Federal and Massachusetts Regulatory Update

Federal and Massachusetts Regulatory Update

The Office of the Comptroller of the Currency (“OCC”), the Board of Governors of the Federal Reserve System, the Federal Deposit Insurance Corporation and the National Credit Union Administration recently issued an interagency advisory that discusses two existing options to help insured depository institutions address shortages of state-certified and licensed appraisers, particularly in rural areas.  The Massachusetts Division of Banks (“Division”) has issued an opinion letter dated May 10, 2017, regarding the exclusivity requirement for mortgage loan originators.

 

OCC Bulletin 2017-19

 

Two existing options that may address appraiser shortages are temporary practice permits and temporary waivers.

 

The Financial Institutions Reform, Recovery, and Enforcement Act (“FIRREA”) requires a state appraiser certifying or licensing agency to recognize the certification or license of an appraiser issued by another state on a temporary basis for federally related transactions.  A federally related transaction includes any real estate-related financial transaction which a federal financial institutions regulatory agency regulates and which require the services of an appraiser.  Subject to limitations in states’ laws, temporary practice permits could allow state certified or licensed appraisers to provide their services in states where they are not certified or licensed, including those experiencing a shortage of appraisers.

 

FIRREA also authorizes the Appraisal Subcommittee, after making certain findings and with the approval of the Federal Financial Institutions Examination Council, to grant temporary waivers of any requirement relating to certification or licensing of individuals to perform appraisals in states or geographic political subdivisions of any states where there is a short of appraisers leading to significant delays in obtaining appraisals in connection with federally related transactions.  These temporary waivers may provide regulated institutions lending in affected areas with access to more individuals eligible to complete the required appraisals, which may help alleviate some of the cost and burden associated with having a shortage of state certified or licensed appraisers in affected areas.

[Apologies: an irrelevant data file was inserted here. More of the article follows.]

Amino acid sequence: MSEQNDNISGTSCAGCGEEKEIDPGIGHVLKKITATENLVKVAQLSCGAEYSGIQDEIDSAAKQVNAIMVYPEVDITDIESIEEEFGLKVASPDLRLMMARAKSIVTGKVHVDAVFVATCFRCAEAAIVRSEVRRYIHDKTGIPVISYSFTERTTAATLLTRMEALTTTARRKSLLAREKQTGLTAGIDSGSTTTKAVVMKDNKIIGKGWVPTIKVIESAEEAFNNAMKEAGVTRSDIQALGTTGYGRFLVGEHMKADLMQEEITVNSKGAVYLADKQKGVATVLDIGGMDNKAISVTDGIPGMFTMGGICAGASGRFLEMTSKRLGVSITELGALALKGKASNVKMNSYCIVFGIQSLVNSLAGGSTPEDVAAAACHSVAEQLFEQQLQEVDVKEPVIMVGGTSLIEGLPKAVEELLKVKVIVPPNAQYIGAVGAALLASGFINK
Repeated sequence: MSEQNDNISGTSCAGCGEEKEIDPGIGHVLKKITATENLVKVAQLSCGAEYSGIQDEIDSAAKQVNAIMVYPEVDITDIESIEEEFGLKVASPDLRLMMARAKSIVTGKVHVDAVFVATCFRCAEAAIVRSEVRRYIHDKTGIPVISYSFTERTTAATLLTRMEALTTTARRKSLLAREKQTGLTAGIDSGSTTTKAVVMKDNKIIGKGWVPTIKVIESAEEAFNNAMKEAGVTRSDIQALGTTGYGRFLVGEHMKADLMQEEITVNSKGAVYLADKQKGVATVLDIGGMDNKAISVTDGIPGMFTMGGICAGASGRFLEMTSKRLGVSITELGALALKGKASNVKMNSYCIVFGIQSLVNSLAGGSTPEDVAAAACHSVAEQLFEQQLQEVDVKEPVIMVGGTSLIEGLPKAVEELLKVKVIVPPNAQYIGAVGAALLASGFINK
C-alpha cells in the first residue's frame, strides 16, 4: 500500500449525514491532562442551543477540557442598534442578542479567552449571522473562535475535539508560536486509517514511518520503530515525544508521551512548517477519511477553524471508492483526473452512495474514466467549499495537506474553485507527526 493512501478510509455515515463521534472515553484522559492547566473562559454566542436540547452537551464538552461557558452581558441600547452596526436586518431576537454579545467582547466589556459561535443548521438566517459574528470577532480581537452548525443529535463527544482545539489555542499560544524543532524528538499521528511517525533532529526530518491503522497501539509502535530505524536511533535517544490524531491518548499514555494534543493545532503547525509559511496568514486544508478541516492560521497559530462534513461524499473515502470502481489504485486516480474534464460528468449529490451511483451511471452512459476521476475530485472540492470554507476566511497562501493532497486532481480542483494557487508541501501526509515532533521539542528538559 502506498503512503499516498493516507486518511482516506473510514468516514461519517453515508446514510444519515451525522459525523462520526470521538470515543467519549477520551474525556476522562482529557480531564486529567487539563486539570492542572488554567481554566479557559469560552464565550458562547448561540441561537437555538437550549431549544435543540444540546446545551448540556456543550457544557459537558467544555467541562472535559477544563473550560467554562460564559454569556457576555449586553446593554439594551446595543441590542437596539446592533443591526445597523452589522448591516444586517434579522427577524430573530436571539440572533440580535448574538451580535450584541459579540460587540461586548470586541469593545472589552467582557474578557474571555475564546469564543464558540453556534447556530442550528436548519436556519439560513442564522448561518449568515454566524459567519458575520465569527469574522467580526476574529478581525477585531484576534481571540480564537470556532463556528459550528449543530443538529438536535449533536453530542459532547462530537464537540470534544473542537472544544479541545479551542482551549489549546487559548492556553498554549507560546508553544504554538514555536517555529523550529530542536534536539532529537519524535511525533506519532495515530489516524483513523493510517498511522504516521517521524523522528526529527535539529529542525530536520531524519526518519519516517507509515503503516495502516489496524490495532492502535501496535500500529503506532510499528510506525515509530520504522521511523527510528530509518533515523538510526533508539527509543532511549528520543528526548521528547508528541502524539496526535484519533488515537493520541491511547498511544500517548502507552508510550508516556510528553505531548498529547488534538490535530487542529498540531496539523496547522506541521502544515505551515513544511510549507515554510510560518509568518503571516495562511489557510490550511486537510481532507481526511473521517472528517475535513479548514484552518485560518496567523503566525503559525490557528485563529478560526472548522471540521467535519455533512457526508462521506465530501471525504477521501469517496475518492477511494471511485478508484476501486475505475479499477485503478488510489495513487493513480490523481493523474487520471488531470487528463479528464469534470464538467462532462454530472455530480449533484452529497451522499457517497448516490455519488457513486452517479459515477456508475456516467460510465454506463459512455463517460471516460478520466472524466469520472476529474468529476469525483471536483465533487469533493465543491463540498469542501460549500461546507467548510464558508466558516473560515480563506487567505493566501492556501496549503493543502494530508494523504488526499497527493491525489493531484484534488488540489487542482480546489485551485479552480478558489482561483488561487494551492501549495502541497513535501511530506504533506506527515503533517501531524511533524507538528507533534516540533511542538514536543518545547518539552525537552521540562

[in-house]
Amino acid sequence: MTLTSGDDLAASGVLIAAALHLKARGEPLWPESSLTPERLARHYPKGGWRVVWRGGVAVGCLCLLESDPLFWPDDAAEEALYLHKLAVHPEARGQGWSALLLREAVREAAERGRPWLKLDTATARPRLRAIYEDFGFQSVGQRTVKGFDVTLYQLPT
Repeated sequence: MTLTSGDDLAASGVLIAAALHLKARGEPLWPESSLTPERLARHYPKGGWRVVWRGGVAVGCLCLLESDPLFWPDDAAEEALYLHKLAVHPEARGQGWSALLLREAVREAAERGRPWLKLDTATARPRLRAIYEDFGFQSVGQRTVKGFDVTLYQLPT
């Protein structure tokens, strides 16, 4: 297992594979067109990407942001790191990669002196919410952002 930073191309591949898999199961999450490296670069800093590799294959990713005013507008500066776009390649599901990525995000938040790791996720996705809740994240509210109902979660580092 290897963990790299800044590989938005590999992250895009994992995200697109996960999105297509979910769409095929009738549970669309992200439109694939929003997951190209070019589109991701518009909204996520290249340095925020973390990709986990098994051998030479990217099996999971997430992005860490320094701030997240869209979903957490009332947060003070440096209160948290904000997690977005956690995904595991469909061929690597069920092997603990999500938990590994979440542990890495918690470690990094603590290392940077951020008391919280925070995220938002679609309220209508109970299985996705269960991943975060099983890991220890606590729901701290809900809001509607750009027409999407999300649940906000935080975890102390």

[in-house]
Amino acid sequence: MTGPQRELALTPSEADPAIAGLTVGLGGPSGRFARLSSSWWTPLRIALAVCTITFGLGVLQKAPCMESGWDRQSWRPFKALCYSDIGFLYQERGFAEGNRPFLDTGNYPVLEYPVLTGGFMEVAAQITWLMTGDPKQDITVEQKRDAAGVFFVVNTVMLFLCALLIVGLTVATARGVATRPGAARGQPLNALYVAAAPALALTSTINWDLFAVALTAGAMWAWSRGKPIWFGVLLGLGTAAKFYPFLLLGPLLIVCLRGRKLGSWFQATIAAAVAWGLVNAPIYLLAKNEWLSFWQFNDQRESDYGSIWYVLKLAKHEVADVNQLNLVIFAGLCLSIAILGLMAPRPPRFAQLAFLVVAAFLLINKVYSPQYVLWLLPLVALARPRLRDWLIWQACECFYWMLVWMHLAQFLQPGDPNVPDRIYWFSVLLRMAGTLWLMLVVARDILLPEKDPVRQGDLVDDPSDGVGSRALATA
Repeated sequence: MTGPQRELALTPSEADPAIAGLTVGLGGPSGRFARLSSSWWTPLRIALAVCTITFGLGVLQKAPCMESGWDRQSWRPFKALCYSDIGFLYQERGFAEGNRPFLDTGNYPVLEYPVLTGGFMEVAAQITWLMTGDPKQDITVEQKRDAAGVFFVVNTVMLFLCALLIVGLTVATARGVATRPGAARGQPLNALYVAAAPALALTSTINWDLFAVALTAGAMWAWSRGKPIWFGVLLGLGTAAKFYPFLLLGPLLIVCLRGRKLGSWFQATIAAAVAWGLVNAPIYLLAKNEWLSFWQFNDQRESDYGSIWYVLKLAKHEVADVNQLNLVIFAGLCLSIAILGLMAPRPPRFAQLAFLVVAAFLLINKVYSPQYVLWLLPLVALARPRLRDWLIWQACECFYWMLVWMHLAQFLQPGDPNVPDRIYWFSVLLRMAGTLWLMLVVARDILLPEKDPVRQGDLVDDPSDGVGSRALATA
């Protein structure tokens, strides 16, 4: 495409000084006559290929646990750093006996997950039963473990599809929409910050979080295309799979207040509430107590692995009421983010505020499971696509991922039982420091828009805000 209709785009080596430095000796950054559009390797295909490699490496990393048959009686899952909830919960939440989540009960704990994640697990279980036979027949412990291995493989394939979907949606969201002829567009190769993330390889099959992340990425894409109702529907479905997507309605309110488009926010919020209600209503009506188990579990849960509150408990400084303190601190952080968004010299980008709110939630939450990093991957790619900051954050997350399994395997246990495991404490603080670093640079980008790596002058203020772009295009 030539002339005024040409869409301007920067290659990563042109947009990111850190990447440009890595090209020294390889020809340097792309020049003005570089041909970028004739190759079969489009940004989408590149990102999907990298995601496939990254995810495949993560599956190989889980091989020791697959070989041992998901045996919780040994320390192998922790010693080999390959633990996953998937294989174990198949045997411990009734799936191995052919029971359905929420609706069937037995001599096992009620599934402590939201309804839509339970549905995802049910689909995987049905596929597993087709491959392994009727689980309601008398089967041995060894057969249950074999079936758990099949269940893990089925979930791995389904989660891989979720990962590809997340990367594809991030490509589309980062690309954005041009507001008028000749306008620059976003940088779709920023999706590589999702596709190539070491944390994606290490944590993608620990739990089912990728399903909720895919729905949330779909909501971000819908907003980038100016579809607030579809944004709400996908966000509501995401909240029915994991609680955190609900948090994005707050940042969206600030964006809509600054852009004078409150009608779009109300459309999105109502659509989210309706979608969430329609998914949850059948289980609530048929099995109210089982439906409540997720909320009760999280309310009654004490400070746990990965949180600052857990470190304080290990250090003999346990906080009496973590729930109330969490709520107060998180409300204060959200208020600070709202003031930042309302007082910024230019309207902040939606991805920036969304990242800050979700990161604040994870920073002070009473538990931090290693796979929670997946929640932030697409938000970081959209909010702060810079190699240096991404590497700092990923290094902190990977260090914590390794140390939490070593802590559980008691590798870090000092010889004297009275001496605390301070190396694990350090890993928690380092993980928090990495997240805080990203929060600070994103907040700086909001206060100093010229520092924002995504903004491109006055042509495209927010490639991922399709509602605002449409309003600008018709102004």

The bulletin also sets forth the process of obtaining a temporary waiver.  Requests for temporary waivers can be submitted by any of the following:

  • A state appraiser certifying or licensing agency;
  • A federal bank regulatory agency;
  • A regulated financial institution or credit union; or
  • Other persons or institutions with a demonstrable interest in appraiser regulation.

 

Massachusetts Division of Banks Opinion

 

Massachusetts law ALM GL ch. 255F §4(b) requires exclusivity for mortgage loan originators providing that a mortgage loan originator may be employed by no more than one entity at a time.  “Entity” is defined as a person or entity that is licensed as a mortgage lender or broker under ALM GL ch. 255E.

 

The Division was asked whether the activities of ADP Total Source (“ADP”) are in violation of the exclusivity requirement of 255F for mortgage loan originators.  ADP is a professional employer organization (“PEO”) that provides human resources services to its small business clients, including health insurance plans as well as retirement plans.  ADP enters into client services agreements with its clients whereby ADP assumes certain responsibilities with regard to the client’s employees.  These responsibilities include paying the client’s employees, paying and withholding payroll taxes, maintaining workers’ compensation coverage, providing employee benefit programs, and administering HR compliance functions.  The client maintains exclusive control over the day-to-day activities of its employees and its business.  ADP is deemed the employer of the client’s employee solely for the designated HR functions; the client remains the employer for all other purposes.

 

The U.S. Department of Housing and Urban Development (“HUD”) recently issued Mortgagee Letter 2016-18 which indicates that PEO’s such as ADP may provide services to Federal Housing Administration (“FHA”) approved mortgage lenders.  The mortgagee letter specifically permits mortgage lenders to use outside contractors for human resources services provided by a PEO or a similar entity.

 

The Division provides in their opinion letter that the exclusivity provision operates to limit a mortgage loan originator to a single licensed mortgage broker or lender for purposes of the originator’s mortgage industry work.  In the example provided, ADP assumed only limited human resources functions and therefore acts only as a co-employer of a mortgage loan originator with regard to functions that are unrelated to the originator’s mortgage industry work.  The Division indicates that ADP may provide its services, as described, to Massachusetts licensed mortgage lenders and brokers without violating the exclusivity provisions in 255F.  The Division does have the right to review a client’s agreement with ADP and to require specific language in an addendum specifying that ADP is not an employer for the purposes of 255F.